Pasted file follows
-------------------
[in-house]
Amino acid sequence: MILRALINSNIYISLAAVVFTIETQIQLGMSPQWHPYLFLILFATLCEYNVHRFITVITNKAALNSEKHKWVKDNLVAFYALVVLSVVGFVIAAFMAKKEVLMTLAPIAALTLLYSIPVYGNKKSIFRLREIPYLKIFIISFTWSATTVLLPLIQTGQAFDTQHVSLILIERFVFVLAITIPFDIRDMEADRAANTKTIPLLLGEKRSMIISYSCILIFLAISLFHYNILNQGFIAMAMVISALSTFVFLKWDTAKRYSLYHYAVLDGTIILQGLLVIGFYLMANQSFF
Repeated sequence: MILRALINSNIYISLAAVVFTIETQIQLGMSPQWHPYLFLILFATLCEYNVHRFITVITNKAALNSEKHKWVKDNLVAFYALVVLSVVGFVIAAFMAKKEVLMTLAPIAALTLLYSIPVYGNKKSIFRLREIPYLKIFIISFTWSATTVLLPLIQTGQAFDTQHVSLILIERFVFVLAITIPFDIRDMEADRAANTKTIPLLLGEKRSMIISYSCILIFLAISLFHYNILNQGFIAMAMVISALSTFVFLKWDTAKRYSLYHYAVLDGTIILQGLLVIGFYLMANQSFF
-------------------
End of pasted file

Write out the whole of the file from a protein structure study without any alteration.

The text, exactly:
[in-house]
Amino acid sequence: MILRALINSNIYISLAAVVFTIETQIQLGMSPQWHPYLFLILFATLCEYNVHRFITVITNKAALNSEKHKWVKDNLVAFYALVVLSVVGFVIAAFMAKKEVLMTLAPIAALTLLYSIPVYGNKKSIFRLREIPYLKIFIISFTWSATTVLLPLIQTGQAFDTQHVSLILIERFVFVLAITIPFDIRDMEADRAANTKTIPLLLGEKRSMIISYSCILIFLAISLFHYNILNQGFIAMAMVISALSTFVFLKWDTAKRYSLYHYAVLDGTIILQGLLVIGFYLMANQSFF
Repeated sequence: MILRALINSNIYISLAAVVFTIETQIQLGMSPQWHPYLFLILFATLCEYNVHRFITVITNKAALNSEKHKWVKDNLVAFYALVVLSVVGFVIAAFMAKKEVLMTLAPIAALTLLYSIPVYGNKKSIFRLREIPYLKIFIISFTWSATTVLLPLIQTGQAFDTQHVSLILIERFVFVLAITIPFDIRDMEADRAANTKTIPLLLGEKRSMIISYSCILIFLAISLFHYNILNQGFIAMAMVISALSTFVFLKWDTAKRYSLYHYAVLDGTIILQGLLVIGFYLMANQSFF